The report claims that the global trash crisis is “primarily driven by plastics.” This narrative plays right into the environmental left’s drive to ban plastic products and stick consumers with costly, inferior alternatives. Already, the left-leaning video news outlet NowThis has piled on, excoriating the US for having a trash problem and failing to take action to reduce its “waste footprint.” But according to more rigorous analysis, the United States – and other Western countries – largely keep their trash out of ecology’s way.

According to a 2018 analysis by University of Oxford scholars Hannah Ritchie and Max Roser, high-income countries in North America (including the US) and most of Europe keep their used plastic “stored in secure, closed landfills. Across such countries almost no plastic waste is considered inadequately managed.” Contrast this to the situation “across many countries in South Asia and Sub-Saharan Africa, [where] between 80-90 percent of plastic waste is inadequately disposed of, and therefore at risk of polluting rivers and oceans.”

The Verisk Maplecroft report does correctly point out that America only recycles about a third of its waste. But that ignores promising alternatives such as clean incineration, which turns waste into electricity on a large scale complete with comprehensive safeguards against pollution (i.e. carbon injections to absorb heavy metals, dioxins and furans). The old argument about incineration being terrible for the environment no longer holds; the Environmental Protection Agency (EPA) has found that burns emit far less sulfur dioxide, mercury, and dioxins than they did thirty years ago. And of course, it doesn’t make sense to recycle everything anyway (as opposed to leaving it in the trash heap).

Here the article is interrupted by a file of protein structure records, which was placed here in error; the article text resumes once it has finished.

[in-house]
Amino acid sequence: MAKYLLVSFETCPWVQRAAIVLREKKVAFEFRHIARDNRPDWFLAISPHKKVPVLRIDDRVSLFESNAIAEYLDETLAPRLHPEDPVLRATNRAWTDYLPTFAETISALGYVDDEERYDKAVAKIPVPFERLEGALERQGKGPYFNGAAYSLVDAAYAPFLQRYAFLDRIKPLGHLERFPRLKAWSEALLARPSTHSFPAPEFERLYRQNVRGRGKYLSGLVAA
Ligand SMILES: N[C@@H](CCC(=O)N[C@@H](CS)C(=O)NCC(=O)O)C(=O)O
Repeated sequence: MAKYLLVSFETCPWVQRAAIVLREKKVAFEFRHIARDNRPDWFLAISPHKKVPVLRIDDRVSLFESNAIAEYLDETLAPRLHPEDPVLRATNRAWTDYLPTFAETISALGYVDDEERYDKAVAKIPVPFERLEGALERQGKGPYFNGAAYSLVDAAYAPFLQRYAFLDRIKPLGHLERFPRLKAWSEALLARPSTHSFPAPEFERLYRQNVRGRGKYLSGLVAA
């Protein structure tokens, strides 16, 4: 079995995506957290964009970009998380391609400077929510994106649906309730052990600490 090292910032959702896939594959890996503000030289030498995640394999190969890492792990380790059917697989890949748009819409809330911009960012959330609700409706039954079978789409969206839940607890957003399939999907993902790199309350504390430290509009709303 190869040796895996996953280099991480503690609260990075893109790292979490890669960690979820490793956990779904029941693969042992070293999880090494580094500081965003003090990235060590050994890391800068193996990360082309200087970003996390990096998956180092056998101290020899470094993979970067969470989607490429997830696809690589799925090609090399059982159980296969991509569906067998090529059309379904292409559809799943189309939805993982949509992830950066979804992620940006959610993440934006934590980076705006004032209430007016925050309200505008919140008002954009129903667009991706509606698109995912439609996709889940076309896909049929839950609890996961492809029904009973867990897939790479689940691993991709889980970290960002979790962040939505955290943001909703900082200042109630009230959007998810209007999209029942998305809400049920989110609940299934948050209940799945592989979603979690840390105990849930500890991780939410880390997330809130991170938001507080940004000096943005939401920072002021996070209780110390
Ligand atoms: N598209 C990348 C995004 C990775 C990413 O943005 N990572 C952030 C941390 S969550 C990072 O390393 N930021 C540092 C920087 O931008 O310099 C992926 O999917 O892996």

Sure, even countries with very competent waste management systems can always do better. But there comes a point when the benefits of “doing something” would impose substantial costs on the population, with pollution barely budging downward. Paper straws cost at least five times more than plastic straws, and costs quickly add up when consumers in the US and EU likely use a combined 400 million straws per day.

Using a back of the envelope calculation, consumers across the developed world would have to shell out a total of $2 billion more per year on straws alone. These resources could’ve been used for other things such as feeding the homeless or helping opioid addicts get the treatment they need. Instead, policies are sucking this money out of the economy to reach an unattainable standard that experts agree won’t make a dent in the global plastics crisis. Additionally, paper straws are inherently less reliable than their traditional counterparts, and are impossible for many disabled persons to use. Meanwhile, alternatives such as metal straws can actually be dangerous (in addition to making that cringey clanking sound on the teeth). In fact, according to a recent news report, a woman died from being impaled by a metal straw.